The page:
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British Industrial History

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Davy Brothers

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1839.
1847.
1852.
1866.
January 1866.
1868.
1876.
January 1880.
June 1880.
1882.
1882. Sheet mill engines for Morewood and Co at Woodford Ironworks, Soho, Birmingham.
1883. Reversing rail mill engines, Blaenavon steel works.
1884.
1891.
1895.
1903.
1905 12,000 HP rolling mill engine at Sheffield’s Kelham Island Museum
Model of 3000 Ton Forging Press. 1906.
1906.
1907 Davy steam hammer at Masson Mills
1910.
1910.
1913.
1914. 2000 ton tyre forging press.
1917.
1919. Cogging Mill for Steel, Peech and Tozer.
1919.
1921.
1921.
1921.
1921. Darnall Works.
1925.
1926.

Maker of steel mill plant

of Soho Foundry and Engine Works, 1 Pear Street, Norris Fields, Sheffield

later moved to the Park Iron Works, Foley Street, Sheffield

1830 Company established by Joseph Davy, David Davy and Dennis Davy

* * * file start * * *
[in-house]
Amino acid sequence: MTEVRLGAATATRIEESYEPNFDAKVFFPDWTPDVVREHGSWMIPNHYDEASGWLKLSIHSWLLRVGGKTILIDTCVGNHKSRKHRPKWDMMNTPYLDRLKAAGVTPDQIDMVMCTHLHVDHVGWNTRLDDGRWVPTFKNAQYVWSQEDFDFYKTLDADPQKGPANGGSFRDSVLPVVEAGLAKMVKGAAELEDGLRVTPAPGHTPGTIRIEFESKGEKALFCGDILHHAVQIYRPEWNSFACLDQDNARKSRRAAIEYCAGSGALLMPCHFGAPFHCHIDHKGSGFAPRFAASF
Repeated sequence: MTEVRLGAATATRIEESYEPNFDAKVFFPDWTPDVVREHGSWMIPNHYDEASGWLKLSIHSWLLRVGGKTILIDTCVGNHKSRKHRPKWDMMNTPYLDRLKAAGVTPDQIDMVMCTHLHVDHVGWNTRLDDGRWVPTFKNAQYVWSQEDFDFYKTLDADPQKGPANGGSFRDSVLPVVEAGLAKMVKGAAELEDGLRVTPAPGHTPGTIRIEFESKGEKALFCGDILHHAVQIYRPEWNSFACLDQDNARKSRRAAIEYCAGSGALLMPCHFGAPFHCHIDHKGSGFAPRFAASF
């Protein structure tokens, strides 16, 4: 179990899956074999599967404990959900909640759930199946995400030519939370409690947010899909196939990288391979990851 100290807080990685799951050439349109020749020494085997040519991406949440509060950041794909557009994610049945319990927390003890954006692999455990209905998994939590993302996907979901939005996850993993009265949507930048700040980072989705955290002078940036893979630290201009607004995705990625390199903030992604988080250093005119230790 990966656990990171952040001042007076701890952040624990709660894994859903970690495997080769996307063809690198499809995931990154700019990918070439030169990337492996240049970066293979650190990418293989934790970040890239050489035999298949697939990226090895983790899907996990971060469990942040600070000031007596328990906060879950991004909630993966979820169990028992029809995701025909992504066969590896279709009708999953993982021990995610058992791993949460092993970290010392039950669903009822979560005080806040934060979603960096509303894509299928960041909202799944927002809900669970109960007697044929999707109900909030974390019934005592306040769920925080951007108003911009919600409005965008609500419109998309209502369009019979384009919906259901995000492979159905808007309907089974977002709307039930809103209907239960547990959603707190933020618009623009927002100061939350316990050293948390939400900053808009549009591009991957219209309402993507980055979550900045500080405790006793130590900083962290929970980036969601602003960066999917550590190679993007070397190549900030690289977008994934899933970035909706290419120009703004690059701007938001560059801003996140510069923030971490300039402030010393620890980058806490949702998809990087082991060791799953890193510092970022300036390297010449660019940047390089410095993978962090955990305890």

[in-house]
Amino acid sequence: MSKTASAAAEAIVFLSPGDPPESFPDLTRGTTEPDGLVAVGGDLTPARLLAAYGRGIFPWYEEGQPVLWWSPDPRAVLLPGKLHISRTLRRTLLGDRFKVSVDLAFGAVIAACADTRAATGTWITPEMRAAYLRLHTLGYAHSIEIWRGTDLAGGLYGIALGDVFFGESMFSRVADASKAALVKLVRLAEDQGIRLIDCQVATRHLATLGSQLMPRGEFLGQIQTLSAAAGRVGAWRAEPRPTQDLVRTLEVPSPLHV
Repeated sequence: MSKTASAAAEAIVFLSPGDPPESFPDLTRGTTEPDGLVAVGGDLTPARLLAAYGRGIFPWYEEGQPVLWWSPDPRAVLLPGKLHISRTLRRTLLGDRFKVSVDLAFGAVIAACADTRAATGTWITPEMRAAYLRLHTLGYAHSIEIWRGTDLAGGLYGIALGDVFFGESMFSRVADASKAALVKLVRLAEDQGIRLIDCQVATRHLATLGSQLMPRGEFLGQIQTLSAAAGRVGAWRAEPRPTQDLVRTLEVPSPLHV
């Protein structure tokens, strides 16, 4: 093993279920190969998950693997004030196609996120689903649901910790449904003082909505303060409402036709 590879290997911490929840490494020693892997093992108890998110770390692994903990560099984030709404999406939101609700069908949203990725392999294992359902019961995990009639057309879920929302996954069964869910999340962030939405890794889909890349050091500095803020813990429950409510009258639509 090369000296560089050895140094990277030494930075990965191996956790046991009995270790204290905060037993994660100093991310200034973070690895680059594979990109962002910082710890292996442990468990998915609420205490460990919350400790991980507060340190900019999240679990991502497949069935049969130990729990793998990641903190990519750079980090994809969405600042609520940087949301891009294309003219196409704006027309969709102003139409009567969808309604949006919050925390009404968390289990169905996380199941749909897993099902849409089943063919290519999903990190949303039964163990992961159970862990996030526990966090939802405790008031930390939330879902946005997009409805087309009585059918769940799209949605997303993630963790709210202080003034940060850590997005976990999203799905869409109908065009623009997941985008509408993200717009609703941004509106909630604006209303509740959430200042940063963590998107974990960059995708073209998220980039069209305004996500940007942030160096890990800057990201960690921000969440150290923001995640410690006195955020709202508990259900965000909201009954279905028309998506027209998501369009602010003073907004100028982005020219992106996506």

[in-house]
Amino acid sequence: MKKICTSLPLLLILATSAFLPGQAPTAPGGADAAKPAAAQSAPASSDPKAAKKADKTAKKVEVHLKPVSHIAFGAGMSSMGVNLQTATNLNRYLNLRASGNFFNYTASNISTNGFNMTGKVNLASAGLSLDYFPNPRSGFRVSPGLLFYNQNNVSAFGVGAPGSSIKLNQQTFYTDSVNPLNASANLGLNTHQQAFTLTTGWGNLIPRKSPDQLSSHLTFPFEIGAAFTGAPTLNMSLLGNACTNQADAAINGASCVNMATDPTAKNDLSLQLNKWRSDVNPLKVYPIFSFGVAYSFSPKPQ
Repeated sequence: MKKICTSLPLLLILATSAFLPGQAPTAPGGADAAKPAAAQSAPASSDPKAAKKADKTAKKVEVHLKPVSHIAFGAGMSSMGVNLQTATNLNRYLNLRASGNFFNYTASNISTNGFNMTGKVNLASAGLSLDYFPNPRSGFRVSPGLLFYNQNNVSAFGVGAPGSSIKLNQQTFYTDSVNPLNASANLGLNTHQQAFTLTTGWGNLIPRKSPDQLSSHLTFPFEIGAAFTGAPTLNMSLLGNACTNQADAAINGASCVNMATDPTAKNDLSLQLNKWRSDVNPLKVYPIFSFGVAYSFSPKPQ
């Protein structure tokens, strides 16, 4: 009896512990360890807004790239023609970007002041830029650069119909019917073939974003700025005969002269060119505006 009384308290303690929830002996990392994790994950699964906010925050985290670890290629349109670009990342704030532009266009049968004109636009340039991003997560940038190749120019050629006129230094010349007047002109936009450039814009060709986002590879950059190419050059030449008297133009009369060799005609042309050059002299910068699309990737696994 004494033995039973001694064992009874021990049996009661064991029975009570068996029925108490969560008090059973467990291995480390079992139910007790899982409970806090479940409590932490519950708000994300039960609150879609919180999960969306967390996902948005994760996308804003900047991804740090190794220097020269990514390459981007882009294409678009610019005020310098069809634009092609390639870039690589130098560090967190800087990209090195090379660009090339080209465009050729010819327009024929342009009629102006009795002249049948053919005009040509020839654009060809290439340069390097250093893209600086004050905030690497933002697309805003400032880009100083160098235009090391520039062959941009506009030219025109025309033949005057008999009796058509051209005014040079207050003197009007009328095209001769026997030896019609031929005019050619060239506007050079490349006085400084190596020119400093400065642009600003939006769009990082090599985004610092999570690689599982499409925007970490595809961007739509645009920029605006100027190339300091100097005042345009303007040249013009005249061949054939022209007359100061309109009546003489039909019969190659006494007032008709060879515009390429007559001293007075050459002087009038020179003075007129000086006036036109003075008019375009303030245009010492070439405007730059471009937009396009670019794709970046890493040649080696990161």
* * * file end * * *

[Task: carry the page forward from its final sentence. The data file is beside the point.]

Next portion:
1840 Built the first railway locomotive in Sheffield, for the Sheffield and Rotherham Railway. It had a 2-2-2 wheel arrangement, but the leading and trailing wheels were driven from the centre wheels by 4" belts. This system was invented by William Vickers.[1]

At some point between 1847 and 1852 they moved to Park Iron Works, Sheffield.

1856 Yorkshire Agricultural Society, Grand Show at Rotherham: 'Messrs. Davy, Park Iron Works, exhibit a six-horse portable steam engine, of strong make and well adapted for all purposes of a farm yard. We must say that although there are other engines in the field which have more finish about them than this engine, we believe that this will show itself inferior to none. There is one remarkable feature the history of this identical engine — namely, that it is only five days ago since it was commenced!!' [2]

1861 On the death of Joseph Davy, the partnership between him, David Davy and Dennis Davy, as Davy Brothers, was dissolved; the business was then continued by David Davy[3]

1864 Letter: 'Sir, — Your paragraph respecting a large anvil block in this morning's paper came under my observation, and I should feel obliged if you would say that it is to form the bed for one of a number of hammers now being made by my firm for Messrs. Burys and Co.; and it may perhaps be worth your while to chronicle the fact that nine-tenths of the hammers put down here for the last three years emanate from the same source. I am, sir, yours truly, For Davy Brothers, ALFRED DAVY. Park Iron Works, ......' [4]